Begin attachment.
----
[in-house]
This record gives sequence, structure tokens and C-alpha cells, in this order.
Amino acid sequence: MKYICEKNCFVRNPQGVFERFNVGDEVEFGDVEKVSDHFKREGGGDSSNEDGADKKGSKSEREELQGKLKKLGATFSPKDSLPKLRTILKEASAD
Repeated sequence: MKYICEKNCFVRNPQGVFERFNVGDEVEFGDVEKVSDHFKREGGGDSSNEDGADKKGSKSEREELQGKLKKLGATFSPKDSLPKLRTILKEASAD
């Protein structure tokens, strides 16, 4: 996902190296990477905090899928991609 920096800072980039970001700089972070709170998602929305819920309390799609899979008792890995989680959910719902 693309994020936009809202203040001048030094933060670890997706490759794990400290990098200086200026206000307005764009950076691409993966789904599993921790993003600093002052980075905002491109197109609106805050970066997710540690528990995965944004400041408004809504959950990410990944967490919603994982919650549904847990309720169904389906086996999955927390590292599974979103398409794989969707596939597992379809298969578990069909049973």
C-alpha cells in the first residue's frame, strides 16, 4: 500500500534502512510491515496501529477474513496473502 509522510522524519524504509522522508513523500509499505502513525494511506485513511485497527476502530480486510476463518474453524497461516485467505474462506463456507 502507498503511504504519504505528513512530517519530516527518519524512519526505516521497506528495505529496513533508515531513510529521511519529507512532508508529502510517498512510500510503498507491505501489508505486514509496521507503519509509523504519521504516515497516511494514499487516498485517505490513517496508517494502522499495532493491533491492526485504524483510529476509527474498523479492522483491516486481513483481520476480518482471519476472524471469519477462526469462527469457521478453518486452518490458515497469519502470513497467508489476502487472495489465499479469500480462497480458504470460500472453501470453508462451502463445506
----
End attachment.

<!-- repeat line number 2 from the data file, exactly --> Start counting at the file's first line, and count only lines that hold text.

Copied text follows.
This record gives sequence, structure tokens and C-alpha cells, in this order.